European markets, US futures seesaw amid heightened trade headwinds
Hong Kong’s Hang Seng underperforms on fresh US tariff batch and typhoon damages
Dollar falls back below week-old downtrend line
Oil gains on dollar weakness
European equities and stock futures on the S&P 500, Dow, NASDAQ 100 wavered on Monday, as the US pressed ahead with a new batch of tariffs on Chinese imports, exacerbating trade tensions. An ongoing exodus from emerging markets currencies supported the dollar from a harder fall, though the buck still gave up half fo Friday’s gains.
The Europe-wide STOXX 600 opened 0.1 percent lower, then found firmer footing, only to slip back into the red by late morning session. Carmakers and miners, which could take a hit in a less competitive export environment, led the decline.
Earlier, during the Asian session, Chinese shares bore the brunt of the selloff which followed the news that President Donald Trump instructed aides to impose an additional $200 billion in tariffs on Chinese imports—a move that could be made official as soon as today.
In parts of Asia, geopolitical headwinds weren’t the only disrupters this morning. Hong Kong’s Hang Seng underperformed, losing 1.30 percent, in the aftermath of Typhoon Mangkhut, the most powerful storm this year and responsible for more than $29.1 million in damages. The mainland’s Shanghai Composite dropped 1.11 percent, for a two-day slide of 1.3 percent.
Shanghai Composite Daily Chart
The Shanghai Composite closed at 2651.79, the lowest level since November 28, 2014, after posting a trough lower than the January 28 close 2655.66. Technical purists would wait on declaring a major support break till the intraday 2638.30, registered a day earlier, is violated.
Korea’s KOSPI edged 0.66 percent lower. Australia’s S&P/ASX 200 outperformed, climbing 0.32 percent. A rally in financials outweighed a selloff in healthcare stocks, hit by reports of a public inquiry into the aged-care system. Ironically, today’s leading sector was recently the target of regulatory scrutiny as well.
Global Financial Affairs
Yesterday we argued that US equities look set for further rallies, after traders bought the dip and committed to their positions over the weekend. However, futures this morning seem to suggest lingering hesitation.
The argument could be made that it was two different groups of traders propping up prices over the weekend and sending them lower today, or that these traders are merely riding Monday’s global selloff and will show more direction in the upcoming US session.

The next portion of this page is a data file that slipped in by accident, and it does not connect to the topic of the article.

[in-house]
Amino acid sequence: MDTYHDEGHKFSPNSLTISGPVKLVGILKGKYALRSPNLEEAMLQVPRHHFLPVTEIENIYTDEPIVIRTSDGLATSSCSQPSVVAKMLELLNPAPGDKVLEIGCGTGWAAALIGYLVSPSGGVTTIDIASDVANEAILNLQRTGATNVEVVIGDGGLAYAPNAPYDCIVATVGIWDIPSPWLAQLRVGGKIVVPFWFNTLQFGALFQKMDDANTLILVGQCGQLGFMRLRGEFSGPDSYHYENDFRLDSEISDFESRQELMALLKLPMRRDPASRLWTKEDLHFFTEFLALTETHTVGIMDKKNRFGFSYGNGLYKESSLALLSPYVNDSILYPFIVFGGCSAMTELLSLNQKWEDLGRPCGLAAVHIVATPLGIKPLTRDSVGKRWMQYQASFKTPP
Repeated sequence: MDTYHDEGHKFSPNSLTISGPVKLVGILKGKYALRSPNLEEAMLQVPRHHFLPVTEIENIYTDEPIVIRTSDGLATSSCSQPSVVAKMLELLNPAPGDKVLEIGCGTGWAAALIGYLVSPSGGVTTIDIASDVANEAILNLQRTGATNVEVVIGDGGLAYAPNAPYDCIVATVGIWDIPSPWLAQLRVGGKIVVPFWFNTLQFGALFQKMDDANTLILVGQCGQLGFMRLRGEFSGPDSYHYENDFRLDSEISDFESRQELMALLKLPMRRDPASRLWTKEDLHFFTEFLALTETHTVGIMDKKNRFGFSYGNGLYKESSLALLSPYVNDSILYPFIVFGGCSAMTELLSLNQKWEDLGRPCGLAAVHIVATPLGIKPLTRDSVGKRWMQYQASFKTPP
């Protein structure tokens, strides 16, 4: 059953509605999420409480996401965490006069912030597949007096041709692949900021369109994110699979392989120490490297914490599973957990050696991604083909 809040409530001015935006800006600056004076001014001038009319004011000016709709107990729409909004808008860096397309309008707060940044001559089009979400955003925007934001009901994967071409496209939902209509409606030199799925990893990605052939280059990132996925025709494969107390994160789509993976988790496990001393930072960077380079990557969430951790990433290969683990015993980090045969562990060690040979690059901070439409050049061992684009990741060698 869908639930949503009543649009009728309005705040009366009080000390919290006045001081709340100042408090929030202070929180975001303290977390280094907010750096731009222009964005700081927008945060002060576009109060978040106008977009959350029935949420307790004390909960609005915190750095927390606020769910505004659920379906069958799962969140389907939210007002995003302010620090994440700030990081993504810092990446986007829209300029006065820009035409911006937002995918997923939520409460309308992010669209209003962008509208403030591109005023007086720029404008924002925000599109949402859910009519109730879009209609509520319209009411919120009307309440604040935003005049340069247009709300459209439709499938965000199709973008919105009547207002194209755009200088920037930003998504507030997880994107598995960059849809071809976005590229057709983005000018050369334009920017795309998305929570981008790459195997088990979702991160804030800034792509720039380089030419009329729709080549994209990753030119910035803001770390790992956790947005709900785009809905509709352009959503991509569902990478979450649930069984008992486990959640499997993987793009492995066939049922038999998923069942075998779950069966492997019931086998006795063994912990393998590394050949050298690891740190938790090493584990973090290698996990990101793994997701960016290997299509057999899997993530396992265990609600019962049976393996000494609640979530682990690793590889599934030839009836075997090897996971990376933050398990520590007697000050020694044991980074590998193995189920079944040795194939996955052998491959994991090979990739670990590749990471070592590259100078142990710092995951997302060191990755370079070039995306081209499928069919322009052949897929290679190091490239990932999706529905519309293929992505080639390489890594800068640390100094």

DXY Hourly Chart
Meanwhile, the dollar weakness, at least relative to FX majors, may signal that investors are less worried about potential impact of protracted trade tensions and have therefore rotated out of the safe haven currency.
Technically, the DXY fell back below its week-old downtrend line.
WTI Daily Chart
WTI crude rebounded from a drop, as a weakening dollar probably helped it offset signs of increased drilling by US producers.
USD losses also helped copper rebound from an earlier slide, though at time of writing it has resumed its slide.
- South Korean President Moon Jae-in visits Pyongyang for a summit with Kim Jong Un on Tuesday
- The Bank of Japan holds its policy meeting on Wednesday.
All information correct as of time of writing
The STOXX Europe 600 fell 0.2 percent.
Futures on the S&P 500 dropped 0.2 percent.
The MSCI All-Country World Index ticked 0.2 percent lower.
The MSCI Emerging Market Index slipped 1.2 percent.
The Dollar Index lost 0.15 percent.
The euro was 0.32 percent higher at $1.1660.
The Japanese yen gained 0.04 percent to 112.03 per dollar.
The Turkish lira gave up 1.5 percent to 6.2661 per dollar.
The Indian rupee inched 0.9 percent lower to 72.523 per dollar.
The MSCI Emerging Markets Currency Index fell 0.4 percent.
The yield on 10-year Treasurys fell one basis point to 2.99 percent.
Germany’s 10-year yield was unchanged at 0.45 percent.
Britain’s 10-year yield climbed less than one basis point to 1.53 percent.
The spread of Italy’s 10-year bonds over Germany’s slid eight basis points.
The Bloomberg Commodity Index slipped 0.2 percent.
West Texas Intermediate crude ticked 0.3 percent higher to $69.19 a barrel.
LME copper dropped 1.3 percent to $5,895.50 per metric ton.
Gold gained 0.1 percent to $1,195.47 an ounce.